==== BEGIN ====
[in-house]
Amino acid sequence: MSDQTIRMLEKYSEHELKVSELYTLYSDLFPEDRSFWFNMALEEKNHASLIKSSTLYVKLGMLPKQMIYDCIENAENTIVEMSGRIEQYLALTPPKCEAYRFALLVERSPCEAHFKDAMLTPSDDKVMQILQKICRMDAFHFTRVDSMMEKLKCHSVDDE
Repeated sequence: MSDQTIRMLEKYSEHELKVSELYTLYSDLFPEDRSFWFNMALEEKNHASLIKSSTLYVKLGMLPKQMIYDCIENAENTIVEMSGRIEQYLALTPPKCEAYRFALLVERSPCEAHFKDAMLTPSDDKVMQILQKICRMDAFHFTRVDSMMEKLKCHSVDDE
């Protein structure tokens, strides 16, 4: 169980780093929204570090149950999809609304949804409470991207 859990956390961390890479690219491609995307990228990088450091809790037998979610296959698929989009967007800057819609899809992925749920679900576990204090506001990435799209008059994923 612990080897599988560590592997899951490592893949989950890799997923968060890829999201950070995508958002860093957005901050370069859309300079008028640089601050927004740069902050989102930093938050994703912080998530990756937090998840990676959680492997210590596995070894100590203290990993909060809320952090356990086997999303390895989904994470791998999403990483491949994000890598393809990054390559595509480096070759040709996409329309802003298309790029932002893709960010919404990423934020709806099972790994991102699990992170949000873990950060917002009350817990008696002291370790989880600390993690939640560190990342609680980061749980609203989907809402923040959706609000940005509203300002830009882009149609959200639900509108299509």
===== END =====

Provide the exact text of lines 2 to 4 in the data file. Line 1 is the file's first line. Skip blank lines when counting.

Amino acid sequence: MSDQTIRMLEKYSEHELKVSELYTLYSDLFPEDRSFWFNMALEEKNHASLIKSSTLYVKLGMLPKQMIYDCIENAENTIVEMSGRIEQYLALTPPKCEAYRFALLVERSPCEAHFKDAMLTPSDDKVMQILQKICRMDAFHFTRVDSMMEKLKCHSVDDE
Repeated sequence: MSDQTIRMLEKYSEHELKVSELYTLYSDLFPEDRSFWFNMALEEKNHASLIKSSTLYVKLGMLPKQMIYDCIENAENTIVEMSGRIEQYLALTPPKCEAYRFALLVERSPCEAHFKDAMLTPSDDKVMQILQKICRMDAFHFTRVDSMMEKLKCHSVDDE
């Protein structure tokens, strides 16, 4: 169980780093929204570090149950999809609304949804409470991207 859990956390961390890479690219491609995307990228990088450091809790037998979610296959698929989009967007800057819609899809992925749920679900576990204090506001990435799209008059994923 612990080897599988560590592997899951490592893949989950890799997923968060890829999201950070995508958002860093957005901050370069859309300079008028640089601050927004740069902050989102930093938050994703912080998530990756937090998840990676959680492997210590596995070894100590203290990993909060809320952090356990086997999303390895989904994470791998999403990483491949994000890598393809990054390559595509480096070759040709996409329309802003298309790029932002893709960010919404990423934020709806099972790994991102699990992170949000873990950060917002009350817990008696002291370790989880600390993690939640560190990342609680980061749980609203989907809402923040959706609000940005509203300002830009882009149609959200639900509108299509």